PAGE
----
[2] Kurgan is situated 370 km [229 miles] southeast of Ekaterinburg

© Paul Gilbert. 21 January 2023

Monument to Nicholas II consecrated in Bijeljina

On 4th January 2023, a new monument to the Holy Royal Martyrs was installed and consecrated on the grounds of the Monastery of St. Petka in Bijeljina in Republika Srpska [one of the two entities of Bosnia and Herzegovina, the other being the Federation of Bosnia and Herzegovina].

The monument was made in bronze in the Russian style, by the Serbian sculptor from Belgrade, Milos Komad, and financed by the retired Bishop of Zvornik-Tuzla Vasilije.

The marble pedestal, and placement is the work of academician Drago Mirković, an artist, a great humanist and church benefactor. Mirkovic chose the inscriptions which appear on all four sides of the pedestal quotes by Sergei Bektayev, the Russian national poet, the texts of St. Peter of Cetinsky, Dostoevsky, Pushkin and Emperor Nicholas II’s words of support to the Serbs.

The combined height of the bronze monument and marble pedestal is almost 5 meters [16 ft.] high.

PHOTO: view of the bronze monument before it being mounted on the marble pedestal

PHOTO: full front and rear view of the Holy Royal Martyrs monument

© Paul Gilbert. 19 January 2023

Why Nicholas II Is Glorified As a Saint

by Ruslan Ward @ Russian Faith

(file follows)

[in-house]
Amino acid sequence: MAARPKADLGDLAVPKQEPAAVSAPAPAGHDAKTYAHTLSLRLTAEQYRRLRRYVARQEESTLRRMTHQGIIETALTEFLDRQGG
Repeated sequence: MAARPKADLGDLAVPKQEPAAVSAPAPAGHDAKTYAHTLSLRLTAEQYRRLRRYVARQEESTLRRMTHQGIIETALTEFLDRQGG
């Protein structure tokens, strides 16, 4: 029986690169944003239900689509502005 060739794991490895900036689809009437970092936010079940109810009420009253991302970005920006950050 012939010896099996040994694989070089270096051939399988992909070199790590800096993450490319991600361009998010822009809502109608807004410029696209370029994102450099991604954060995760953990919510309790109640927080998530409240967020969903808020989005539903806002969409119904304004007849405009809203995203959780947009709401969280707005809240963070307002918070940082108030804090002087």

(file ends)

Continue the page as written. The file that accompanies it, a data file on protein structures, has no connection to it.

People often ask why Tsar Nicholas II and his family were canonized by the Russian Orthodox Church. The controversy reached a new high following the release of the controversial film ‘Matilda’ in Russia in 2017. Many people still question the sainthood of Tsar Nicholas II because of their criticism of his political and personal actions. The Russian television channel Tsargrad.TV released a video explaining the canonization. This article written by Ruslan Ward is based on a translation of the arguments in the video. It also complements the video material with other sources. 


Following the social upheaval caused by the Russian film “Matilda” in 2017, the timeworn question surfaced yet again: Why did the Russian Church canonize Tsar Nicholas II as a saint?

Some people are doubtful, saying: What kind of saint was he? He rejected the throne, destroyed the country, was a weak ruler, etc.

Though many of these accusations are actually inaccurate stereotypes, whether they’re true or not is irrelevant in this instance.

Let’s review, once again, how Christians understand “sainthood” and why the Church made the decision to name Nicholas II a saint. 

A saint is NOT a person who never sinnedA saint is definitely not someone who never made mistakes.

The Bible directly states that no man has ever lived, who has not sinned – Ecclesiastes 7:20: Surely there is no righteous man on earth who does good and never sins. Indeed, there is no one on earth who is righteous, no one who does what is right and never sins. Not a single person on earth is always good and never sins.

A saint is someone who always strains towards God, becomes near to God, and, by the strength of God’s Grace, defeats evil in himself and in the surrounding world.

The Russian Orthodox Church has different categories for saints, that offer explanation what particular aspect of that person’s life made them pleasing and similar to Christ.

Here are a few examples: 

  • The Holy Martyrs are people who were faced with the choice between keeping their own lives and being faithful to Christ. They chose faith to Christ and lost their lives.
  • The Confessors are people who openly preached the faith during persecutions.